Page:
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Brooksville taps new manager
The council chooses the former general services manager for Seminole in a close vote.
By BARBARA BEHRENDT
Published May 3, 2007
BROOKSVILLE - Mitchell N. Bobowski won the race to become Brooksville's next city manager, but the selection was hardly a landslide.
The first vote of the City Council Tuesday night had him tied with the sole local applicant, Jennene Norman-Vacha, former deputy administrator for Hernando County.
In the second vote, Bobowski, the former general services manager for the city of Seminole, earned 13 points to Norman-Vacha's 12.
The council extended its congratulations and directed Mayor David Pugh and city attorney David La Croix to begin contract discussions with Bobowski.
"We're negotiating. That's all I'm going to say, " La Croix said Wednesday afternoon.
Bobowski said Wednesday that he was optimistic that an agreement can be reached quickly. "I'm very happy to have been selected as Brooksville's next city manager, " he said. "The process was tough and to the point."
Bobowski said the council made all the candidates feel comfortable and he expressed excitement at starting the new challenge.
"Our best days are still ahead, " he said.
The contract discussions will include issues such as pay, start date, severance and benefits. If the parties reach agreement quickly, the execution of the contract could happen at Monday's regular council meeting.
Council member Richard Lewis said he wanted the manager to live within the city limits, a requirement also set for the previous administrator, Richard Anderson.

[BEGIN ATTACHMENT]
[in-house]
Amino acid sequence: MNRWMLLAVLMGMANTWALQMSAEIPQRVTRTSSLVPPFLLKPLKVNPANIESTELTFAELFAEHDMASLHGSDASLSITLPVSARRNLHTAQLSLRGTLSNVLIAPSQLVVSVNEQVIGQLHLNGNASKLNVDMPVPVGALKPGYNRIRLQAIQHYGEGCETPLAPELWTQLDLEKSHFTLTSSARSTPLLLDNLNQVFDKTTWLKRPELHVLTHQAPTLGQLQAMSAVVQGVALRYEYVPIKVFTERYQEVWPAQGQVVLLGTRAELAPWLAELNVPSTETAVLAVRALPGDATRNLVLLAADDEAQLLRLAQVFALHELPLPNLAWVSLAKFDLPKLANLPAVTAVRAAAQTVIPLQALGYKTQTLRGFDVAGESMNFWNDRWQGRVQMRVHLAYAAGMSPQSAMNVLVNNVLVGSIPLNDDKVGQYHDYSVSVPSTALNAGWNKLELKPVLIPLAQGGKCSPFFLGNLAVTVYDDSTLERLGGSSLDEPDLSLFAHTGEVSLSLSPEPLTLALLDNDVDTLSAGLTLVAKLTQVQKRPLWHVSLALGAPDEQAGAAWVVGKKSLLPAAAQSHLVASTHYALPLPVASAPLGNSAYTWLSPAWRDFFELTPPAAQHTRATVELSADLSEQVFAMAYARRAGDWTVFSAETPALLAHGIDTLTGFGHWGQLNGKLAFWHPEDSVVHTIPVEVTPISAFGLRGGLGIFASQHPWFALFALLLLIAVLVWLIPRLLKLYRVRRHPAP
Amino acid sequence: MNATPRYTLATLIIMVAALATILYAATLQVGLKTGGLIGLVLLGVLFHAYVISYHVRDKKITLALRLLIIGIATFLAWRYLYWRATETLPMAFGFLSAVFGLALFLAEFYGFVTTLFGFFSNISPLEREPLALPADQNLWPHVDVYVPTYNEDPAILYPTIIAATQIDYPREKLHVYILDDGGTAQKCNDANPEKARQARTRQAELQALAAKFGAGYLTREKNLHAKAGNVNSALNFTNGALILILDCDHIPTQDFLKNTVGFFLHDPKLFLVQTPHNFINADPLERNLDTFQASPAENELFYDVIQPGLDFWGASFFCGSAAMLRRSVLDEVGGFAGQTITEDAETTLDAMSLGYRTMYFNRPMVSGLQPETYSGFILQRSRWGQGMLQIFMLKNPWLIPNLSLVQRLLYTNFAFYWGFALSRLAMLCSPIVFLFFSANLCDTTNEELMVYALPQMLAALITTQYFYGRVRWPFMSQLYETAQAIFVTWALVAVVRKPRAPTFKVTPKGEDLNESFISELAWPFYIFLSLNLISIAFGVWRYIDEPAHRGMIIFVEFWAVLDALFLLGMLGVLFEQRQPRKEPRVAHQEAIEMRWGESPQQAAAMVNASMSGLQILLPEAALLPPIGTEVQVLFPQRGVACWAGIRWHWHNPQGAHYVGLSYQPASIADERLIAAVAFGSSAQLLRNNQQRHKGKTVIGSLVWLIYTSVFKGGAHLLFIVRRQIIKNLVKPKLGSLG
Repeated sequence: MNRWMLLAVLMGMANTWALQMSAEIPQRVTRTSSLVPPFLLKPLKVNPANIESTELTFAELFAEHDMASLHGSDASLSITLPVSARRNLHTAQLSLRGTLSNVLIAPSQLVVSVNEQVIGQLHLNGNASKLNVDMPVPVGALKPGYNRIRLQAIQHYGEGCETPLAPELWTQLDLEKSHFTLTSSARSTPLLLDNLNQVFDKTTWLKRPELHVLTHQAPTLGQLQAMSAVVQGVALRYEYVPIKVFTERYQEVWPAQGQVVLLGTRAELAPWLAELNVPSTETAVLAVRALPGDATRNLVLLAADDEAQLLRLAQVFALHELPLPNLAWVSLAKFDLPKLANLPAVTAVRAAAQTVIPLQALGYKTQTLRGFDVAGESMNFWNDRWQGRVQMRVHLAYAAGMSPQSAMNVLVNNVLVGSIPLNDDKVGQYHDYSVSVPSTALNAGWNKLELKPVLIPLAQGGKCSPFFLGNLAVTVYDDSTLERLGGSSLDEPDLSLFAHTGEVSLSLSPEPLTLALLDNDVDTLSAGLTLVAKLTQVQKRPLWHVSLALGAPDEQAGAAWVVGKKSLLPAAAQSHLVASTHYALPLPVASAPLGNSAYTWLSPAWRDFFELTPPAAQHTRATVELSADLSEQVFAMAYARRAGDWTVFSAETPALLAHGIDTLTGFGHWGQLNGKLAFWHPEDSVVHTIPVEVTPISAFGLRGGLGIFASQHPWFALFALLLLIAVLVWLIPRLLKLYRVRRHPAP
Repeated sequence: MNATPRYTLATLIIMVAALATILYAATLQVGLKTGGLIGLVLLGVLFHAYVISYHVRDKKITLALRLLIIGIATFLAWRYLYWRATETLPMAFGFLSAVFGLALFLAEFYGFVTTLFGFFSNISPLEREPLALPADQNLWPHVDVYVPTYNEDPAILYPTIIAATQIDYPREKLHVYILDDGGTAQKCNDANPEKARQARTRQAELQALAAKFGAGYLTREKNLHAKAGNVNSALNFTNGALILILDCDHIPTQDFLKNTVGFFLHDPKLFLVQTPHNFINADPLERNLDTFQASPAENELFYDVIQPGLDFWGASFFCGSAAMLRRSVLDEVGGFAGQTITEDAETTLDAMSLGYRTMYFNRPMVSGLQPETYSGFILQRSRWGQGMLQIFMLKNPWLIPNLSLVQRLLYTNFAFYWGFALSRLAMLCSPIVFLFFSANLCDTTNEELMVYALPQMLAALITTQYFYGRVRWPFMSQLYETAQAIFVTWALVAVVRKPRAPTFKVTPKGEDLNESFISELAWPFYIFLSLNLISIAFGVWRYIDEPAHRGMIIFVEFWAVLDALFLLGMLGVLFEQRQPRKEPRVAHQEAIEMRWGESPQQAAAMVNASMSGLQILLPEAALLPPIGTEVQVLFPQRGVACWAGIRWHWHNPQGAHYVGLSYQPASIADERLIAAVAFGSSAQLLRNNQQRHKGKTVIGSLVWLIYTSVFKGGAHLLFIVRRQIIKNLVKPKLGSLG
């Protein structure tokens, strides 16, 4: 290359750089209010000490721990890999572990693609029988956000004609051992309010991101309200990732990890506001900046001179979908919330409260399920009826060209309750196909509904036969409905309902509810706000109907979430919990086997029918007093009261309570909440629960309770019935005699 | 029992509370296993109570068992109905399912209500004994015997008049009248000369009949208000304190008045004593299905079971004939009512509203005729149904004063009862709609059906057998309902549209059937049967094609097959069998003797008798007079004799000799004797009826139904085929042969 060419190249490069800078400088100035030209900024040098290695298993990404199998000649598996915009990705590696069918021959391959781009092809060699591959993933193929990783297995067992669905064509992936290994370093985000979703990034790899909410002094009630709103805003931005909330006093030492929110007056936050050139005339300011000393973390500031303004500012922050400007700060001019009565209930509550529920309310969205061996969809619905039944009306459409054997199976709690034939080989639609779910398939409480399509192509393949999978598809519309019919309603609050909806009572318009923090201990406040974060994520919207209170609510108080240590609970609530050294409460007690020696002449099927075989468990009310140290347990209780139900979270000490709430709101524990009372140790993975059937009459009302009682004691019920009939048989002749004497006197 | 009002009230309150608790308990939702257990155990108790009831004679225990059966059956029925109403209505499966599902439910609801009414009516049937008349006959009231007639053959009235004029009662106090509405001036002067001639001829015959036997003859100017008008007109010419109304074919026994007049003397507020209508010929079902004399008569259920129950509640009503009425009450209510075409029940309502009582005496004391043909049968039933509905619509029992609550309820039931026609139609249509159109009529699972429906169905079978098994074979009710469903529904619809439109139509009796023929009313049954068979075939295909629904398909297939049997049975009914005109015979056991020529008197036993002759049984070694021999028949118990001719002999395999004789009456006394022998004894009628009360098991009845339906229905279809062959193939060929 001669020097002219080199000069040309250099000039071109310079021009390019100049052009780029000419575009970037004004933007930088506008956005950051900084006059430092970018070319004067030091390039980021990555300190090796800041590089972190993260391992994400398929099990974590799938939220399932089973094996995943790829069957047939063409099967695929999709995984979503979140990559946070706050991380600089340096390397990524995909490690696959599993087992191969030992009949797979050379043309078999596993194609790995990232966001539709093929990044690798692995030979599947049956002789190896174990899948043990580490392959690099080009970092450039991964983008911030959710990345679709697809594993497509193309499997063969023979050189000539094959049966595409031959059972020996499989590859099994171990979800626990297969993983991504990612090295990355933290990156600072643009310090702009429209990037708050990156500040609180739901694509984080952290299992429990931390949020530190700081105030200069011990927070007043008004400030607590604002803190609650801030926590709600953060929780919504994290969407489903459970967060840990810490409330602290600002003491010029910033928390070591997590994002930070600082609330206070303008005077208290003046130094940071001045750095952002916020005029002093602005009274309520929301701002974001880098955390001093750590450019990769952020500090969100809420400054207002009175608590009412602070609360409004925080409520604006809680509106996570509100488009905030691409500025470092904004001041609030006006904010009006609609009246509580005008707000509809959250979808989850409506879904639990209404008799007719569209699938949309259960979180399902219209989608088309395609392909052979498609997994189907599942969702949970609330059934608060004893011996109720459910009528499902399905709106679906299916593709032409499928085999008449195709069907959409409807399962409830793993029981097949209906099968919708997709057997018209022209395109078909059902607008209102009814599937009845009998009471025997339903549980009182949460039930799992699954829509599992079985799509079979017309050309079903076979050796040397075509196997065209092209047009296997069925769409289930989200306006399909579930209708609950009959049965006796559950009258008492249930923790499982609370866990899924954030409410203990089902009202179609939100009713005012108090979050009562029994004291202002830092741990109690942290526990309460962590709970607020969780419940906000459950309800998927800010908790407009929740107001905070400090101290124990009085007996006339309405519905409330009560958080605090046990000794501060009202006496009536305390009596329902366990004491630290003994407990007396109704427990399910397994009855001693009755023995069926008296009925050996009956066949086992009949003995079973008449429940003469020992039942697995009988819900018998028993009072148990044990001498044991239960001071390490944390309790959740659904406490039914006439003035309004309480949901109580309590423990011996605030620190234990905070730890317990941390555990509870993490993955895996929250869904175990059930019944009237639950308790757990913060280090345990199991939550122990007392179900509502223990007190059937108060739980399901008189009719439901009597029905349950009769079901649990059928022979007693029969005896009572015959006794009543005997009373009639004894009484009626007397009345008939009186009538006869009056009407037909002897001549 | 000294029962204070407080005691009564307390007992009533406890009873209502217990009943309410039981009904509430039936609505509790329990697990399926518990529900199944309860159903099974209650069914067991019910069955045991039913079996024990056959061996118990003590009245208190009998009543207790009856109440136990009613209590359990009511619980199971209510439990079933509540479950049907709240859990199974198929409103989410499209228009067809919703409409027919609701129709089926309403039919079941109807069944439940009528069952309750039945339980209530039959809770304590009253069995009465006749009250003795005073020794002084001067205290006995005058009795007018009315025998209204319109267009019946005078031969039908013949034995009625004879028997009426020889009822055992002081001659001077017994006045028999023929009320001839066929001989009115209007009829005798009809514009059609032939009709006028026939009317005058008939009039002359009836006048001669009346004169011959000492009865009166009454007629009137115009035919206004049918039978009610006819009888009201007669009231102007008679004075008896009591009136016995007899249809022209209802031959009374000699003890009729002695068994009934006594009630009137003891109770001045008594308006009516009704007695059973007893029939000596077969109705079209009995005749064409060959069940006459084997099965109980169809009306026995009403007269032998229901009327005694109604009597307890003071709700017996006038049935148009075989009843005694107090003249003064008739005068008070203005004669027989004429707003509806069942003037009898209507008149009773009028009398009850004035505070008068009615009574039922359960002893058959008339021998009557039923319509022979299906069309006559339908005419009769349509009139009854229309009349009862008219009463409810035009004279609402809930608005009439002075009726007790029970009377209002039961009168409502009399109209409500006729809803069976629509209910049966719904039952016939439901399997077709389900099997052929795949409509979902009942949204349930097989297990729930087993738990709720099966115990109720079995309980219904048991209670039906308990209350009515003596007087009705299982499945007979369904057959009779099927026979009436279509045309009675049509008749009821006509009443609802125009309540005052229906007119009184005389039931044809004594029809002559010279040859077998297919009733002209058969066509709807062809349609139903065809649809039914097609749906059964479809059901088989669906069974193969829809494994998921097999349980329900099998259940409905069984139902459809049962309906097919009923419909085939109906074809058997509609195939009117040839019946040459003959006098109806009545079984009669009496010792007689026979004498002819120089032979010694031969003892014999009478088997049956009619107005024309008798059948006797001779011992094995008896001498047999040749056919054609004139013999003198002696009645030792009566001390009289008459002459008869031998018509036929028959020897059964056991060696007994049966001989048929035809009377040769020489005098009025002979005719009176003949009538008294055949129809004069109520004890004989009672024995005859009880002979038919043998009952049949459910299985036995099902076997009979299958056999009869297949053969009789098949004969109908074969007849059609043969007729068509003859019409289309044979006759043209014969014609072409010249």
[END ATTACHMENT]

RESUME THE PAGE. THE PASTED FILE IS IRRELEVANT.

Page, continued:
Other council members agreed to forward their specific contract issues to La Croix so they could be considered in the negotiation process.
Bobowski's selection came at the end of a grueling two-day touring, interviewing and meeting-and-greeting process for the three finalists that culminated in formal interviews before the council Tuesday evening.
During his interview, Bobowski told the council he would strive to provide a collaborative atmosphere in which he worked with the council and the mayor. His goal was to make sure the council was equally informed on issues and he would "avoid taking sides when the council is divided."
Bobowski, 55, an Army veteran who spent his last seven years in Seminole, cited his own strong sense of ethics and his belief in an "open door policy" to keep lines of communication open within the city.
Council member Lara Bradburn asked the finalists to describe Brooksville's future.
"I hope the city doesn't change, " Bobowski said. "What I see out there now is a very charming place to live, do business and have fun."
He said the city had potential to grow and noted that, if the city properly managed that growth, "the future can be anything you want it to be."
Bobowski expressed concern about possible funding challenges as state lawmakers consider drastic changes in the state's taxing structure. "That could have wide and significant impacts, " he said.
Bobowski, currently of Madeira Beach, worked from 1987 through 1994 for the city of Hazel Park, Mich., including time as city manager there.